Some patients have positive drug and alcohol histories prior to injury that, for reasons unclear, do not appear in their records. At least one in four people enrolled in substance abuse treatment programs have experienced chronic severe pain as a foundation for their addiction.
24% of inpatients enrolled in short-term substance abuse treatment programs said they experienced persistent pain that interfered with their daily activities. Up to half of these patients–especially inpatients–said they self-medicated with illicit drugs and alcohol.
The two disorders, addiction and chronic pain, complicate each other. Surveys have indicated that more than 70 million adults in the US have chronic pain.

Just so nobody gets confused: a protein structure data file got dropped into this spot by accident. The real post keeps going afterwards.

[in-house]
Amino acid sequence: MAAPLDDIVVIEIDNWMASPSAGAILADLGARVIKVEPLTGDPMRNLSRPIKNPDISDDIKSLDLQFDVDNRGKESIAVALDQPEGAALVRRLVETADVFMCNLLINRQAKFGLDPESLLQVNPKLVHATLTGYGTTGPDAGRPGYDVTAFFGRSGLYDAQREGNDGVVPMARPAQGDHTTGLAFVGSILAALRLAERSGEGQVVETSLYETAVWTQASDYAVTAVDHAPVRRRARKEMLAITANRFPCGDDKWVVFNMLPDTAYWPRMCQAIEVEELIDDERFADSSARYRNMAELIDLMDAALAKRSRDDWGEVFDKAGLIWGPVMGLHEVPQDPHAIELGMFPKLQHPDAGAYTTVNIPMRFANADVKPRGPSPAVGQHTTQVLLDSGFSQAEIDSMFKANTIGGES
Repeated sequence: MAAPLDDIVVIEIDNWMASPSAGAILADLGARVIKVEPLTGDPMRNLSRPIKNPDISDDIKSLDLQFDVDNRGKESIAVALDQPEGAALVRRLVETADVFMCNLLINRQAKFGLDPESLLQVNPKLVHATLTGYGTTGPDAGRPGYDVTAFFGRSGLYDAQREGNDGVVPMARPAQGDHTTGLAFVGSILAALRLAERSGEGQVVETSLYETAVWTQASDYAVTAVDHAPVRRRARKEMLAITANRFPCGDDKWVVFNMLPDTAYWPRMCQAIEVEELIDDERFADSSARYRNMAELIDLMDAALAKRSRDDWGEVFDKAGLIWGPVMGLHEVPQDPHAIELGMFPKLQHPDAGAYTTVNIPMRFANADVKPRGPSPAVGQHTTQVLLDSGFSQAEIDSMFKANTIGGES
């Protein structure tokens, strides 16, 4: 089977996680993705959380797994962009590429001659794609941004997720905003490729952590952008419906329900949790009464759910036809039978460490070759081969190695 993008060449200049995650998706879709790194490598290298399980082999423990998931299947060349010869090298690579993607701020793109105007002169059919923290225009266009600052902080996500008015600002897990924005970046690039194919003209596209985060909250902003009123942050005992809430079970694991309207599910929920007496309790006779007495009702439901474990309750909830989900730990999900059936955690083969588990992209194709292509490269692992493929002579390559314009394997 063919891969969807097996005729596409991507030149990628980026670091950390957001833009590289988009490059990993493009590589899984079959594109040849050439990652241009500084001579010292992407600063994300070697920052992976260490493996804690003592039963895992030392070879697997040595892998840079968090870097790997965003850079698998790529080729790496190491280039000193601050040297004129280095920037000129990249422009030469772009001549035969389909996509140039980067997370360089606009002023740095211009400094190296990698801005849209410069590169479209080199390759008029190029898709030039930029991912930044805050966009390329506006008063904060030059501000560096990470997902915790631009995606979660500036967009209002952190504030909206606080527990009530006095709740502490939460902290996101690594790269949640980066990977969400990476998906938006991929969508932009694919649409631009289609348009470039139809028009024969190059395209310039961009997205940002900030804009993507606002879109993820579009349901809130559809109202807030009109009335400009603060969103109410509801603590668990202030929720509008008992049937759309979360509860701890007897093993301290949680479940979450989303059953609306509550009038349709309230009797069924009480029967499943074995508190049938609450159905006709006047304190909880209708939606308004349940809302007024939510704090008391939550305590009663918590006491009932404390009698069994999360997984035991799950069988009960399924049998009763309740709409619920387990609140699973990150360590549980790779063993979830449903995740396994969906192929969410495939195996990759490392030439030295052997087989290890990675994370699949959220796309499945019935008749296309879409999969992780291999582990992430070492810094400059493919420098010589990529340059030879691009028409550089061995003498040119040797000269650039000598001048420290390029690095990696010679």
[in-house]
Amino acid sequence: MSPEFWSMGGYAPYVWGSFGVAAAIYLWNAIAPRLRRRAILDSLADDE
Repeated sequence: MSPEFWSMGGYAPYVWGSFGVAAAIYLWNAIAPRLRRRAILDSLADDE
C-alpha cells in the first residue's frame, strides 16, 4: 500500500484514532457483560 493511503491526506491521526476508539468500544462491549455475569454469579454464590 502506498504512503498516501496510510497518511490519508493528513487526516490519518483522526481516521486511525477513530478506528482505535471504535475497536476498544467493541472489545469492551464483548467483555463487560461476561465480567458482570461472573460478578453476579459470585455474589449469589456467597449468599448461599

Most report that the chronic severe pain interfered with their sleep, and many patients said it disrupted their work, mood, and general activity.
Patients with chronic pain were more likely to report using illicit drugs to get relief from chronic, severe pain. Thirty-five percent of subjects said they used alcohol, 29% said they used cocaine and 26% percent said they used opioids and marijuana, respectively. Furthermore, 30% of patients in the methadone treatment programs used opioids–the most frequently used illicit drugs in this group.
Study results suggest that chronic pain contributes to illicit drug use behavior among persons who were recently using alcohol and/or cocaine.
There may not be adequate screening or goal setting for these chronic pain patients who anticipate that treatment for their pain will resolve all of their complaints, and they quickly become reliant upon short acting opioid medications. Addiction then becomes the consequence of care.